Top of the world, ma!

Last week, Tyler Brule spoke at Nokia. One of the suggestions he made for societal trends to watch was that of an informal, ‘top-of-the-world’ cultural confederation forming; knitting Vladivostock, Sapporo, Vancouver, Rekyjavik, Helsinki and Beijing, and points between, somehow.

It seemed a bold claim, but I thought there might be something in it – already Helsinki Vantaa airport is a major stopover hub for flights between Europe and China / Japan.

Later the same week I read a story in the Economist [Subscription required, sorry] about one of the consquences of global warming being that the Northwest Passage would de-ice and become a viable route for shipping all year round.

Such a route would shave something like 4000 kilometres off the existing Panama Canal route between Europe and Asia. The story left me a little dumbstruck, as for one thing, it pictured global warming not as catastrophy (which it undoubtedly will lead to many of) but as a matter-of-fact that will reconfigure human geographies, commerce and culture.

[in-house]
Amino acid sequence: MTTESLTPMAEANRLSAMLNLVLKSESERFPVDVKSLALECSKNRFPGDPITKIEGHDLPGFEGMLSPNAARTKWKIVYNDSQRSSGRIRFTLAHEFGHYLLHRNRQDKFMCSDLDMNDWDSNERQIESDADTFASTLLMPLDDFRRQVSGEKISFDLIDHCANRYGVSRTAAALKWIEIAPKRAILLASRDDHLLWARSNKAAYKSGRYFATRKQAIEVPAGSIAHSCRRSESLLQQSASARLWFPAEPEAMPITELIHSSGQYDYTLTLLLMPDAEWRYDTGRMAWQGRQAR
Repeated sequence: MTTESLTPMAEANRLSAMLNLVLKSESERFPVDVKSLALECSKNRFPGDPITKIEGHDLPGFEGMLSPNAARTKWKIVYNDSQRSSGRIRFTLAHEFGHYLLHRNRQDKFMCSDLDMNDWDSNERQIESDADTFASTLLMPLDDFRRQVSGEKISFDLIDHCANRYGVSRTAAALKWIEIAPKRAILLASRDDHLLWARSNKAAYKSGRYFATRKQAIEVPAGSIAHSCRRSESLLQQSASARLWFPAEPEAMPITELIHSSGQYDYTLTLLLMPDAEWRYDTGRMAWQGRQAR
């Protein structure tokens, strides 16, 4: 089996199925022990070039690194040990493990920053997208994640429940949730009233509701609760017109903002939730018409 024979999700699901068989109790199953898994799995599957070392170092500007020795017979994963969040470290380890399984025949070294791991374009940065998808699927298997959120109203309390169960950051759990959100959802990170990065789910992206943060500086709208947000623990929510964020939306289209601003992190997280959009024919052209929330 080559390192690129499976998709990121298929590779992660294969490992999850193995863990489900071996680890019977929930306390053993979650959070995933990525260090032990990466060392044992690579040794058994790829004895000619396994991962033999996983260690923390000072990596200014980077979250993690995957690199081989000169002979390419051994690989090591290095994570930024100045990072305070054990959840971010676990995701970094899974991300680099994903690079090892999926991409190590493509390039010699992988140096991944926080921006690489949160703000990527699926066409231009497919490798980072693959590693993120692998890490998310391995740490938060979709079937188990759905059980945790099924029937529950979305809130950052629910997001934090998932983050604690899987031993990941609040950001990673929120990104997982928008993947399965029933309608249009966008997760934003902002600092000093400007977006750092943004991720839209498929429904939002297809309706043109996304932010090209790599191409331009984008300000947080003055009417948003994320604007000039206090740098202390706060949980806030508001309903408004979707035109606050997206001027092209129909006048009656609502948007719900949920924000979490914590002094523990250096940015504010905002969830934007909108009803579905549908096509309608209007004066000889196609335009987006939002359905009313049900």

Trade routes, until the advent of telecommunications, had enormous influence on culture. In the age of the internet, would a top-of-the-world commerce result in a top-of-the-world cultural continuum as suggested by Tyler Brule?

0 comments
  1. Andrew said:

    Global warming as terraforming practice run, then?

  2. Chris said:

    I’m particularly excited about this, because trade routes brings immigration, and culture. Pre-Internet, trade routes were the quickest way to move food, goods, language and ideas from one continent to another. I still think that physical movement accelerates cultural collaboration, even in this everything everywhere time. Bring on the reindeer donburi and the poutine!

  3. Speaking for Vancouver, we’d be in (though, note: Vancouver is south of London).

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